Russell High School Students Learn About Residential Schools

IMAG2414Miss Hétu’s Grade 10 Native History class at Russell High School in the Upper Canada District School Board completed Project of Heart in mid-October 2014.

This was the the group’s first time participating in Project of Heart.  Each student selected which Residential School they wanted to learn more about and focused on that school for the Project. For their social justice action initiative they decided to  sign up with Shannen’s Dream and will support their campaigns.

As a gesture of reconciliation the class chose to do a tile commemoration.  They put magnets on the back of the tiles to make them stick to the chalk board. We placed in the form of an Inukshuk – as one of the most recognizable symbols of Inuit culture.

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Children to Children Art Installation

Tammy Fiegehen_58-3AThe “Children to Children” art installation by artists Shirley Horn, Shelly Fletcher and Zenith Lillie-Eakett was created as part of the “Project of Heart Commemorating the Children for Future Generations” initiative.  The initial unveiling of the installation was held at 180 Projects in Sault Ste Marie, Ontario in December 2013.  The permanent installation of “Children to Children” at Algoma University took place in August 2014.

Elder Shirley Horn is a Shingwauk second generation residential school survivor and graduate from the BFA program at Algoma University. When offered to join the Project of Heart, she jumped at the chance to participate. She saw in this project a chance to express herself in more abstract way, outside of words, which can oftentimes be difficult given the subject matter. The art piece has evolved through six incarnations with each one in Shirley’s mind, not quite right. “It’s too traditional, too literal.” She qualifies herself as an abstract artist and wanted to move away from the traditional iconography and forms such as canoes or wigwams. “We are a progressive and forward thinking people, we respect and pay homage to our past but we are also able to function in today’s world with an eye to the future.”

Shirley’s final design took the cylindrical form of the drum and abstracted it to the point where it now exhibits the form of a round billboard. “ Billboards reflect history, past and present, they proclaim, exclaim, and tell a story, much like our drums.” The material chosen for this piece is rusted steel because the weathering and rust conveys not only beauty but resilience through the passage of time. While not a welder, Shirley has contracted a local steel fabricating business with her design, a tall round steel framework into which transparent layers of plexiglass with artwork on them that will be inserted vertically into the four quadrants.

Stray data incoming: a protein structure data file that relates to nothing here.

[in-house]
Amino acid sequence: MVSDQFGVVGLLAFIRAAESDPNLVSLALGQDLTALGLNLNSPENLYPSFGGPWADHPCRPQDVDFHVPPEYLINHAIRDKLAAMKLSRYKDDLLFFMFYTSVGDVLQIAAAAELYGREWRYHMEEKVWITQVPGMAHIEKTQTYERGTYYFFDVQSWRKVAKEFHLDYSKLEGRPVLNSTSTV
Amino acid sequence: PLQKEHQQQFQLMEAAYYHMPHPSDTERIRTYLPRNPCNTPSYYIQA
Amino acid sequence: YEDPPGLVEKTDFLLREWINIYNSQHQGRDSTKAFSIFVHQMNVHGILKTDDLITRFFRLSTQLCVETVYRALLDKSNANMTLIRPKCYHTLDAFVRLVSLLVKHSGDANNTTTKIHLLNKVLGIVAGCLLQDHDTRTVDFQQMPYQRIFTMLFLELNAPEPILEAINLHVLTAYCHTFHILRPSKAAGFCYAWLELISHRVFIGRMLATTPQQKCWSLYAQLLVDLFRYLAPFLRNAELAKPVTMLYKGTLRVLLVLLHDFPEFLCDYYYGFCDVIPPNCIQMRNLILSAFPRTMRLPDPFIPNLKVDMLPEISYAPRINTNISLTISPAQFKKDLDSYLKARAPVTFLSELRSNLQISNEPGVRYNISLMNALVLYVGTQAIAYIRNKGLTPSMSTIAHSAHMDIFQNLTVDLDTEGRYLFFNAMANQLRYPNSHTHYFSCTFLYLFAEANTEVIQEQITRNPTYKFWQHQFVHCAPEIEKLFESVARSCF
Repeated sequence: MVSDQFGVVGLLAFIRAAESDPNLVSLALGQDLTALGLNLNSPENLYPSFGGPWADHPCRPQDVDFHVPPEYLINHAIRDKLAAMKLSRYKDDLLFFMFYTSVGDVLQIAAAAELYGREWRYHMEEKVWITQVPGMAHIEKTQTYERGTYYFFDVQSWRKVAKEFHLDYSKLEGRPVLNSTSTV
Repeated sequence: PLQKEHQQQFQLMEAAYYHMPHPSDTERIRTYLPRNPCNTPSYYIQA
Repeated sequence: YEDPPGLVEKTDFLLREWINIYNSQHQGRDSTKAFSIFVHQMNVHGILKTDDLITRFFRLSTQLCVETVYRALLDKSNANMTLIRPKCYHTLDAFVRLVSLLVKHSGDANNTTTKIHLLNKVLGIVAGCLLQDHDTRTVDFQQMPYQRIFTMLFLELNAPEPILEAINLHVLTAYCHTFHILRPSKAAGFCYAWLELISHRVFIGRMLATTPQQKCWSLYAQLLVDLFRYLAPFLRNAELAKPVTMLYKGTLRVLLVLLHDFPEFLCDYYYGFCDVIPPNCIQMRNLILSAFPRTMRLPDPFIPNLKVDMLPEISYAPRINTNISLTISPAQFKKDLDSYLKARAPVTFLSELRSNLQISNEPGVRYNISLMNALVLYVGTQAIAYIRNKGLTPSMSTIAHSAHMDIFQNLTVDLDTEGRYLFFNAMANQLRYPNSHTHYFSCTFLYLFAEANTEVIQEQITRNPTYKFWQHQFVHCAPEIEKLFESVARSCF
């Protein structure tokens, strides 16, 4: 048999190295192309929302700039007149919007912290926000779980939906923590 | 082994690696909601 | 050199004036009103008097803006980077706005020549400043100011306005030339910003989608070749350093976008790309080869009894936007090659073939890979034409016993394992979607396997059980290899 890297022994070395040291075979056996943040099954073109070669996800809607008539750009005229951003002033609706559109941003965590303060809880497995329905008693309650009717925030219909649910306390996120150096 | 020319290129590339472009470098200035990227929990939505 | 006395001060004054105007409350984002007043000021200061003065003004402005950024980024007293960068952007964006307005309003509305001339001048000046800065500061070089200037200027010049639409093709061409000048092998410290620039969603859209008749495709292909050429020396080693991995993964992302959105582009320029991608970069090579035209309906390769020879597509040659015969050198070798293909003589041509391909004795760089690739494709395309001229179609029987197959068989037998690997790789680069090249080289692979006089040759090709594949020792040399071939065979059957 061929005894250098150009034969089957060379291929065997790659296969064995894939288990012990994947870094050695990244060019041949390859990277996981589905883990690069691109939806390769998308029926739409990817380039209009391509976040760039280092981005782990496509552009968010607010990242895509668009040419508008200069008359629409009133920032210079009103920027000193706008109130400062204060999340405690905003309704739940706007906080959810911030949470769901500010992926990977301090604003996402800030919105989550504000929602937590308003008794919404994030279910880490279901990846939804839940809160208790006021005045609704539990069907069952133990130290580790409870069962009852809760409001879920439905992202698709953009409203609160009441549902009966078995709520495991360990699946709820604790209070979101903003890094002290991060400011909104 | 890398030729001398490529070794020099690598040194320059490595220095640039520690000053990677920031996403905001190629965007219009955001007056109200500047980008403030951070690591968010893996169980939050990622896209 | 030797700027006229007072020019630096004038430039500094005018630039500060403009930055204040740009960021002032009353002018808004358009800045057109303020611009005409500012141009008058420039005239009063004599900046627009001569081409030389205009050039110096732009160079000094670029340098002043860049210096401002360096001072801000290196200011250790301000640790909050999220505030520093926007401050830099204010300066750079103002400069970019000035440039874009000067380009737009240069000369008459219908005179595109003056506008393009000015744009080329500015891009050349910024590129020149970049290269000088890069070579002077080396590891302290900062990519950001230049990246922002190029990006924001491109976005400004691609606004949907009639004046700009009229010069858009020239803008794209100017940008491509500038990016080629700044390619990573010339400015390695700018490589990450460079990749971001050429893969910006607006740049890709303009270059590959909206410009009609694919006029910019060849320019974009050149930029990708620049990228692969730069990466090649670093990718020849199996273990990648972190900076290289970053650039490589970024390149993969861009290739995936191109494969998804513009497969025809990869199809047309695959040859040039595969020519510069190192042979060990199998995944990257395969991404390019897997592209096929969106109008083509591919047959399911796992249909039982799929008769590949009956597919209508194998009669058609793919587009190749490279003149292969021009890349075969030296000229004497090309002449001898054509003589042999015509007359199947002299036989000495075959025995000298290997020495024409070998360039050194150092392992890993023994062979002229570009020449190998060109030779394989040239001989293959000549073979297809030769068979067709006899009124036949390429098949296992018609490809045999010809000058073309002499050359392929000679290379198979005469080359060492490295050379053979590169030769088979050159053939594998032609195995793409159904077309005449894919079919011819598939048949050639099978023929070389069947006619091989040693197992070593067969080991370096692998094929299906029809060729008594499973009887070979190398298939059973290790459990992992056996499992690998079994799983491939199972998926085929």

Each panel or quadrant tells the story about the residential schools graduating from the past and into the present. .  Additionally, the tiles will be seen within the artwork on the panels and throughout the room surrounding it. While they acknowledge the devastating effects of the legacy, Shirley, Shelly, and Zenith want to convey instead, a sense of growth, a bright future, and an affirmation that the children who did not make it home from the residential schools will always be remembered and that they did not die in vain.

Shingwauk Residential Schools Centre

The Shingwauk Residential Schools Centre at Algoma University is pleased to announce that it will be acting as the Ontario host for the Project of Heart.  We look forward to working with groups across Ontario on this important and meaningful project.

The Shingwauk Residential Schools Centre (SRSC) is a recent integration and consolidation of two major initiatives of Algoma University (AU) and its partners, the Children of Shingwauk Alumni Association (CSAA) and the National Residential Schools Survivors Society (NRSSS): the Shingwauk Project, founded in 1979; and the Residential School Research, Archive and Visitor’s Centre, founded in 2005.

The SRSC is a cross-cultural research and educational development project of AU, CSAA, and NRSSS. The founders of these decades-long efforts were joined together by their recognition of the profound importance of the commitment to the Shingwauk Trust and the relationship with Canada’s Aboriginal Peoples that AU assumed upon its relocation in 1971, in partnership with the Keewatinung Anishnabek Institute, to the site of the former Shingwauk and Wawanosh Indian Residential Schools.

For over three decades the SRSC and its predecessors have partnered with many organizations including the Aboriginal Healing Foundation, the Anglican Church of Canada, the Dan Pine Healing Lodge, Nishnawbe-Aski Nation, and others to:

  • research, collect, preserve and display the history of Residential Schools across Canada;
  • develop and deliver projects of “sharing, healing and learning” in relation to the impacts of the Schools, and of individual and community restoration; and
  • accomplish “the true realization of Chief Shingwauk’s Vision.”